Sacramento officials say two men could face up to $1,000 fines for illegally tapping a city fire hydrant and taking thousands of gallons of water. The suspected water theft was spotted by city police officers who were leaving a protest at the nearby Nestle’s water bottling facility shortly after noon Wednesday.
California is getting about $33 million in federal money for water recycling, irrigation improvements and other conservation projects in a new round of funding for water and energy efficiency projects in Western states.
Sonoma County this week unveiled its first formal response to a wave of queries over the past six months about how California’s Sustainable Groundwater Management Act, which establishes the first rules for pumping groundwater in the Golden State, would affect property owners and agriculture.
Forty years ago this spring, Water Factory 21, an advanced wastewater treatment plant, began operation, as did a companion seawater desalter plant. They were jointly funded by the Orange County Water District and the U.S. Department of Interior.
Rainfall, snowpack and runoff estimates are way below average, indicating the state will continue in drought-emergency mode throughout the year, state and regional water experts told a gathering of 120 water managers Wednesday at a forum sponsored by the Southern California Water Committee and the National Water Research Institute.
California’s drought is a powerful reminder of the vulnerability and precious nature of our water resources. To become more responsible with water usage and waste, a few apps can help people learn about and reduce their water consumption.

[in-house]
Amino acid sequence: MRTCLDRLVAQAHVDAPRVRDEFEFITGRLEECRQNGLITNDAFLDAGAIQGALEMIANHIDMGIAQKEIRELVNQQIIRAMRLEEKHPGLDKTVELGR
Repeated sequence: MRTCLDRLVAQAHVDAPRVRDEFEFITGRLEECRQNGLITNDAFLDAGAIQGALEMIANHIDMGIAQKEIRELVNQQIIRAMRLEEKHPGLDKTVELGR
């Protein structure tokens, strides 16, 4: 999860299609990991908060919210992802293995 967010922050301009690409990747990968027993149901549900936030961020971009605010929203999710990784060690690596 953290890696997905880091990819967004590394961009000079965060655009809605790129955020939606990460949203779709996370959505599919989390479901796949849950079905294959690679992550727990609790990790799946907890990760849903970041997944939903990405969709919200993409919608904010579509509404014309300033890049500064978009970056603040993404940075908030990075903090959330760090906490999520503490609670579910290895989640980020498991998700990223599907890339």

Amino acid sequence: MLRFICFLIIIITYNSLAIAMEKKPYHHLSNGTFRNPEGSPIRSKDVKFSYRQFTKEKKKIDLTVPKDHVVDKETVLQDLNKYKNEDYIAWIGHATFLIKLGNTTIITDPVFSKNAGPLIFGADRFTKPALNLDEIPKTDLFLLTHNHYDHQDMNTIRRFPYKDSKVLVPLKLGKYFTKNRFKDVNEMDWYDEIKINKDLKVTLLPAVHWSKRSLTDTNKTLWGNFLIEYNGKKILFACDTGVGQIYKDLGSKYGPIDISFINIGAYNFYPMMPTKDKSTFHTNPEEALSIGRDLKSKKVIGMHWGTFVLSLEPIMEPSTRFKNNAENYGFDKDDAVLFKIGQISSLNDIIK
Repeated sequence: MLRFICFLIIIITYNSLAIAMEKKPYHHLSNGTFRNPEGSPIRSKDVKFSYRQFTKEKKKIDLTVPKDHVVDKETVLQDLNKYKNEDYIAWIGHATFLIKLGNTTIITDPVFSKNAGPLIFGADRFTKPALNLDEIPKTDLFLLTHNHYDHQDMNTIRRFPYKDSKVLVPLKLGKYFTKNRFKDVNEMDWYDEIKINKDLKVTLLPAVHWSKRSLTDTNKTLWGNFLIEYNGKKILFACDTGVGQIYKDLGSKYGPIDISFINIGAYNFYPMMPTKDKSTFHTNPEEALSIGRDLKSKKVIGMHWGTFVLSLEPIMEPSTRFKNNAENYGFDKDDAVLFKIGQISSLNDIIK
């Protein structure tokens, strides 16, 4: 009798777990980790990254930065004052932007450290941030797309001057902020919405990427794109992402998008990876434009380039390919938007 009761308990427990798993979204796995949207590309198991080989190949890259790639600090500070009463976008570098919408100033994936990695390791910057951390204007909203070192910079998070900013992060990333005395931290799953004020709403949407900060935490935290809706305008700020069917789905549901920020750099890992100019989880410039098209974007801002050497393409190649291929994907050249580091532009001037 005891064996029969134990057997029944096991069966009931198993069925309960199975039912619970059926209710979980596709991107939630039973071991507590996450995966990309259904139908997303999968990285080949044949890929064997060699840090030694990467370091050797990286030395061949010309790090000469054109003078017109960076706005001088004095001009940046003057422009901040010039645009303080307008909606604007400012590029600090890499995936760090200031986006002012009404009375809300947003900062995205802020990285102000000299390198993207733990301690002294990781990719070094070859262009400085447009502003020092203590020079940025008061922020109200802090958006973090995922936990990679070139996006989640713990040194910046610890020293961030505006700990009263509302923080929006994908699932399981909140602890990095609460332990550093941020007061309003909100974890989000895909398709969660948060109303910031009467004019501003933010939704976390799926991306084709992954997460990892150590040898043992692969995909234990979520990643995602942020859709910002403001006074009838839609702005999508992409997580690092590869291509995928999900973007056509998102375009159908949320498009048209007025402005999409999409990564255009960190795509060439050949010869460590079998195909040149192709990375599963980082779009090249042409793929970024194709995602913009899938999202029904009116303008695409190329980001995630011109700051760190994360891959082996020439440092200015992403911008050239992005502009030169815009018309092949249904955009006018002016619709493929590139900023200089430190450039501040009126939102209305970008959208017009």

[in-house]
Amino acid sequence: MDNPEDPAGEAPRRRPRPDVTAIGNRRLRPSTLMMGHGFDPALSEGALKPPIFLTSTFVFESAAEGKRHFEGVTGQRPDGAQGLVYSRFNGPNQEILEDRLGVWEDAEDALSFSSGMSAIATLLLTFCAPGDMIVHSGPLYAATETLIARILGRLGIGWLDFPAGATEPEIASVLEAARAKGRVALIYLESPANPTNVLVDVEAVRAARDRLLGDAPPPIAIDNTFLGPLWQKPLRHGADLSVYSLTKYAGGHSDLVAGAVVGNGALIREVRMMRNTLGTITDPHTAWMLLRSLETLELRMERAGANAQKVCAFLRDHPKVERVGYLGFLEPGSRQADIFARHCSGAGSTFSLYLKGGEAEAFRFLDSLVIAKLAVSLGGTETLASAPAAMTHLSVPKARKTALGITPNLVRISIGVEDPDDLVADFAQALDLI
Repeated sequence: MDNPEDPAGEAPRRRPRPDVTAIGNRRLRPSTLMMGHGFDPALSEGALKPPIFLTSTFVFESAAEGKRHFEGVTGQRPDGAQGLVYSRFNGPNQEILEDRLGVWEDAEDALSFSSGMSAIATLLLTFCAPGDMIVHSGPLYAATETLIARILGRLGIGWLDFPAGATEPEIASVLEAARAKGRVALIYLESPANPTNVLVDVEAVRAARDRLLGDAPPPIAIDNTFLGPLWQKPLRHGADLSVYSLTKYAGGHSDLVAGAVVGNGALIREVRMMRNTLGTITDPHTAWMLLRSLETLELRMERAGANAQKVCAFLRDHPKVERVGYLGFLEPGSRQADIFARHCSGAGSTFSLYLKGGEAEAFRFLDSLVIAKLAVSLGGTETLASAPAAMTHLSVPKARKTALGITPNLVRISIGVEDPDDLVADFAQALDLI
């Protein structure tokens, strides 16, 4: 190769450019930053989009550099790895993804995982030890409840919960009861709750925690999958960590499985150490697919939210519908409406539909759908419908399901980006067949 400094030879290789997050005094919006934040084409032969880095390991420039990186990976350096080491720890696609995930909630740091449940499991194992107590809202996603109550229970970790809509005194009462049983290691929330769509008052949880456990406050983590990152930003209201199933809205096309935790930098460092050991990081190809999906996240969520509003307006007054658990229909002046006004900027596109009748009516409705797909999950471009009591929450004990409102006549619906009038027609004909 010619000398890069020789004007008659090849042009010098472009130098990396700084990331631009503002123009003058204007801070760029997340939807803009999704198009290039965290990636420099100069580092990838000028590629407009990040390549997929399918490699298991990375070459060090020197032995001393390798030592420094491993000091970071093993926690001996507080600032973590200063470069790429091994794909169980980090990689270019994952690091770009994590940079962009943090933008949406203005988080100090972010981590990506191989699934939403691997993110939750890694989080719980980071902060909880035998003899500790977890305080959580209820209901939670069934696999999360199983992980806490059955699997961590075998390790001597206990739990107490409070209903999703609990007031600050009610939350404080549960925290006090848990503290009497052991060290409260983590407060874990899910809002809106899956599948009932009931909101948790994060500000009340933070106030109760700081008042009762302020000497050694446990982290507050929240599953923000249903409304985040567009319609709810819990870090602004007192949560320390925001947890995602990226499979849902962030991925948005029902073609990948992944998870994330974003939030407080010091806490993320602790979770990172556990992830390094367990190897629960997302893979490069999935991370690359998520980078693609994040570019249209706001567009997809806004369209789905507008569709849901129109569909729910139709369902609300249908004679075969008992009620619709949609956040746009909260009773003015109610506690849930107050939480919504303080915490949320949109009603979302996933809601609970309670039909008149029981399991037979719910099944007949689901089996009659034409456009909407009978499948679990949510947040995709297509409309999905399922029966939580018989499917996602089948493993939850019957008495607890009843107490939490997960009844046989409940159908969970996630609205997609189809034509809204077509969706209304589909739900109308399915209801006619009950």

What do Californians need to know about our water system to be able to grasp the big management challenges we face—both in times of drought and for the longer term? Jeffrey Mount reveals all in a conversation with Joint Venture Silicon Valley CEO Russell Hancock.
Dozens of California farmers whose century-old claims to rivers and streams have assured them a nearly endless water supply, at least up until now, are offering to give up a quarter of their water in exchange for a guarantee that the drought-plagued state won’t come clamoring for a whole lot more. … State officials have not yet acted on the offer.
Protesters rallied outside a Nestle water-bottling plant in Los Angeles today [May 20], demanding that the company halt its operations in response to the state’s drought. A simultaneous rally was held at a plant in Sacramento.
Say you built a new house. A big, sturdy house, designed to meet the needs of your family for generations to come. After 30 years, the roof starts leaking. The furnace breaks. The paint peels, and wood trim begins to rot. Would you make repairs?
Farmers in the Sacramento-San Joaquin River Delta who have California’s oldest water rights are proposing to voluntarily cut their use by 25 percent to avoid the possibility of even harsher restrictions by the state later this summer as the record drought continues.
The Humboldt County Board of Supervisors on Tuesday voted unanimously to send a letter to the federal government making a formal request for its promised 50,000 acre-feet of Trinity River water in advance of another summer of drought and possible litigation.
The drought has worked a miracle in the Owens Valley, as environmental activists and ranchers have buried decades of enmity to forge a plan to save ranch land — at the expense of hard-fought environmental protections.
A plan under consideration by the state will allow farmers who claim senior riparian rights to continue taking water later this summer, if they will agree now to leave 25 percent of their land barren, or to conserve 25 percent of the water they would normally use.
Nearly 1 million Silicon Valley residents will face strict water quotas — and pricey premiums for going over — under what will soon be the Bay Area’s most far-reaching rationing plan in four years of drought.